So, after all this effort, what kind of sound does this hardware produce? In this final post I run a few tests and dig into the resulting waveforms.Continue reading “Making noise with a SN76489 Digital Sound Generator – Part 3”
In the first part we examined the basics of the SN76489 hardware and how to manage it at the hardware interface between MCU and IC.
To enable sound generation experiments, the first thing I did was create a library to allow me to write sketches without worrying too much about this underlying hardware management.Continue reading “Making noise with a SN76489 Digital Sound Generator – Part 2”
Most computer games from the 80’s are recognizable by the bleeps and bloops they produced for sound. The easiest way to do this to toggle a single I/O pin to generate a square wave but there are some retro sound ICs that allow us to do much better for a minimal investment.
The SN76489 is one such IC that is still available at a very modest price and is easily interfaced to modern microprocessors.Continue reading “Making noise with a SN76489 Digital Sound Generator – Part 1”
A part of a bigger project needed control circuits for up to 16 DC solenoids. Instead of wiring up a one-off prototype, I decided to design and manufacture a PCB to do the job in a scalable manner, and with a minimum of Arduino pins, so that the same circuits could be used for future high power on/off control tasks.Continue reading “Solenoid Driver PCB”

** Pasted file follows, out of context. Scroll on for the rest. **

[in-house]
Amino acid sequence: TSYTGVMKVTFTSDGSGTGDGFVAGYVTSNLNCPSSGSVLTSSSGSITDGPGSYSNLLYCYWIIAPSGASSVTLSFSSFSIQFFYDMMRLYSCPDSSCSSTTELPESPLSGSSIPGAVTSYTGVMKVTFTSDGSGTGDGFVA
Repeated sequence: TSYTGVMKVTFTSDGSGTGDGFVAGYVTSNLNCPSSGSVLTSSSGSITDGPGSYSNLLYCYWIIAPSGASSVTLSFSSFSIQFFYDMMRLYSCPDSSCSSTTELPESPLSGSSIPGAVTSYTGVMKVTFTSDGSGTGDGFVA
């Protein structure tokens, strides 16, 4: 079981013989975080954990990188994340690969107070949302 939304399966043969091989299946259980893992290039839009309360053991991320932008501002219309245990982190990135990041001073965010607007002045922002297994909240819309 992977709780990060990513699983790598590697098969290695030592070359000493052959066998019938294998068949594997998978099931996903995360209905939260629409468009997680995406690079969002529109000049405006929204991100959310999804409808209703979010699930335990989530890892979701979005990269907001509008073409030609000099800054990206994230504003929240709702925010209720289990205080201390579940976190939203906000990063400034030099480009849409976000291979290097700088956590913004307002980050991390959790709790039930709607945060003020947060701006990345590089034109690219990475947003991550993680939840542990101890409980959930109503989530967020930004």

Since my earlier articles on establishing my home automation system (starting here), I have been looking for a retrofit solution to automate to my outside porch light. This light is turned on at dusk and off late in the evening to illuminate what would otherwise be a very dark front door.
Recently, using a Sonoff Mini, I was finally able to put this light on an automated timer managed by my Domoticz system.Continue reading “Home Automation – Domoticz and Sonoff Mini”
The MAX7219 is a common and inexpensive IC used for controlling up to eight 7-segment LED displays (or 64 individual LEDs).
Beginners are often intimidated by how to use this versatile component with a microcontroller, turning to libraries to help them solve the problem. In most simple cases, it is more efficient to run the IC directly. Here’s what you need to know to get the job done.Continue reading “Using the MAX7219 in your Projects – Part 1”
The YX5300 MP3 module is easily interfaced to a microcontroller, creating MP3 player with a user interface. Using the MD_YX5300 library and an understanding of how the device works (see the previous posts here and here), this article describes the code for a simple MP3 player and a more complex player with an LCD module display.Continue reading “YX5300 MP3 Player”
Since my previous YX5300 post I have received a number of questions related to how the serial messages between a host and the MP3 module work. Understanding this message flow is important when writing code that uses the MP3 player in an interactive application.Continue reading “YX5300 Serial MP3 Player – Message Sequencing”
The MPS020N0040D pressure sensor is a cheap component readily available for purchase on sites like eBay.
I recently needed to create a blow activated switch and, as I already had a few of these at hand, decided to design a minimal circuit that would provide a digital output when a threshold pressure was detected by the sensor.Continue reading “MPS020N0040D Sensor as a Pressure Activated Switch”
In the previous part we finalised the configurations for the IoT ESPEasy devices to give local control capability. In this instalment we complete the configuration that enables our devices to create an integrated home automation system.Continue reading “Home Automation and The Internet of Things – Controlling”